Christopher Sabec on Online PiracyIn a recent article by Music Week, The Prime Minister’s IP Advisor Mark Weatherly believes that ‘cutting off ad revenue to illegal sites is key to the recent piracy battle.’ In a new recent report, Weatherly suggests a number of actions that need to take place by government rights holders, ISP’s and search companies. Some of his recommendations include: increasing funding for the police intellectual property crime unit (PIPCU), exploring the advertising monitor software to ensure compliance of advertising codes, and lastly, requesting the Intellectual Property Office (IPO) look into what additional legislation is necessary to require pre-emptive action by advertisers and payment providers. According to Weatherly: “Following the money is the key to shutting down the vast majority of websites that host illegal material.” The recent report highlights a number of issues surrounding the piracy debate and Weatherley hopes it will spark discussion in the UK and other parts of the world.

Weatherly goes on to comment that since he is the Intellectual Property Advisor to the Prime Minister, he feels like it is his role to shed light to this issue and how damaging it can be, to even the UK economy. Online piracy is a form of stealing not only from the music makers, but also the country that they owe taxes to.  Steve Head, the head of economic crime at City of London Police states that he welcomes the points noted in Weatherley’s report and agrees with him in many ways. He goes on to say, “It is my firm belief that we will only make truly significant inroads into reducing this type of criminality by having a credible and effective police deterrent.” Time will tell if the UK and other countries put an end to online piracy.

This blog post is based off of this music week article posted by the Trichordist blog.
 

 

A Fight Against The Pirate Bay and Illegal Downloading

Christopher Sabec The Pirate BayIn a recent article posted by The Trichordist a website whose mission statement is “artists for an ethical and sustainable internet,” music pirating and how it affects artists is discussed. Lindy Morrison recently received the Ted Albert award at the APRA Music Awards in Brisbane for her contribution to the music industry. She was deeply honored that her work had been recognized, including her work as an advocate musicians’ rights. Morrison has worked for many years to ensure that music creators’ rights have been safeguarded and that they receive compensation when their work is used by others. She states that people want to know all the time “what it takes” to work in the industry. She replies by discussing the length of time is takes to build the skills it takes to create and record songs, the discipline in takes in rehearsals and lastly the management skills in order to keep bands on the road and the constant support and tenacity the bandmates will need throughout the years to keep making music.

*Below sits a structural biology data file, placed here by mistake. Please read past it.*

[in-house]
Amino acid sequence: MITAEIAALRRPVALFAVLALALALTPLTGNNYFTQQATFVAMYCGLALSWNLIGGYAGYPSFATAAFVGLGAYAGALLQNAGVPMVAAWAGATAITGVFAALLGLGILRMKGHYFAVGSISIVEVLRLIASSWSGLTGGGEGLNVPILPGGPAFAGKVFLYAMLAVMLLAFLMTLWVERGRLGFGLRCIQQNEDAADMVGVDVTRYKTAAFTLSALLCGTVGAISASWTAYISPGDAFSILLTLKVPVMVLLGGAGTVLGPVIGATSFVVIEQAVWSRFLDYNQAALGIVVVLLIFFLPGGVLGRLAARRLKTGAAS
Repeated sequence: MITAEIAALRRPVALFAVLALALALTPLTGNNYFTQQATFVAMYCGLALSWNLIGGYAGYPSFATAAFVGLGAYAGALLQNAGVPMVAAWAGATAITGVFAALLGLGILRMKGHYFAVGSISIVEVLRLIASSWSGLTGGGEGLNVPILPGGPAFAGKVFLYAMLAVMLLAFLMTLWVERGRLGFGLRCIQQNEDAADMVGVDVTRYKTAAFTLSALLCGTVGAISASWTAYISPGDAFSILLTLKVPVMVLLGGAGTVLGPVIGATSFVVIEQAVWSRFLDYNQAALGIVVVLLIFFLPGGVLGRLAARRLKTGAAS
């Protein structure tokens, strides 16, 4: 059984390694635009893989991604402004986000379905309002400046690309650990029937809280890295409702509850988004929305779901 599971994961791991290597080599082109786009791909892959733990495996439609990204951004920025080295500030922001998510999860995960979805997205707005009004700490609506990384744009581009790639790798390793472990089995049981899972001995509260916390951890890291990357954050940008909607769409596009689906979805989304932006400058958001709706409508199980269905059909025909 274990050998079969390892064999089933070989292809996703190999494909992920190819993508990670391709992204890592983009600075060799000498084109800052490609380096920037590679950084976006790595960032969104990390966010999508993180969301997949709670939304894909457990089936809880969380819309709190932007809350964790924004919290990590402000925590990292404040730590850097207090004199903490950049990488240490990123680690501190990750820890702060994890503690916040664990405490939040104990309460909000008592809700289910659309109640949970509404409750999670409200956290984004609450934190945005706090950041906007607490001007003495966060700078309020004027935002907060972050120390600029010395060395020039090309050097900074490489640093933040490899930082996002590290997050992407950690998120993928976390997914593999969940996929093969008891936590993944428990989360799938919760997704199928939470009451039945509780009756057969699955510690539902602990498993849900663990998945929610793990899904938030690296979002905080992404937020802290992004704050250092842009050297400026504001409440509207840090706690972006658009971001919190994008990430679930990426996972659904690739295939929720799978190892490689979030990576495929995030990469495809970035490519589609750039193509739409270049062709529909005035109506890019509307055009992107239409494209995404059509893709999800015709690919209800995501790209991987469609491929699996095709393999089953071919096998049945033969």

In addition to discussion all of these skills, she also asks them to think about copyright laws and how they could affect musicians in protecting their music. She urges her proteges to make sure they are paid, know what their rights are, knowing how their payments are collected and passed  back to them and lastly how to know when their work has been taken without their permission. However, it is difficult, especially for artists in Australia to know/find out when their work has been taken away from them without their permission. It is difficult because it is constantly being done on the internet everyday. Morrison explains that she does not hate the internet, in fact she loves it when people discover her band, the Go-Betweens on the net but that instead of illegally downloading artists music, discovering their music through licensed websites that give back to the artists. In Australia, there is very little a musician can do in order to stop someone from illegally downloading their music. The scamming websites make a lot of money through advertising and don’t give any of it back to the artists.Morrison feels upset when she says her friends and fellow musicians being scammed by these kinds of pirating websites. It is time that people start drawing their focus on how copyright laws can improve and help artists in the future. Morrison believes that more people should support musician’s rights because she wants to see people’s rights being protected in “practical and meaningful ways.” Moving forward, time will tell if this will actually happen.

This blog post is based off of this article.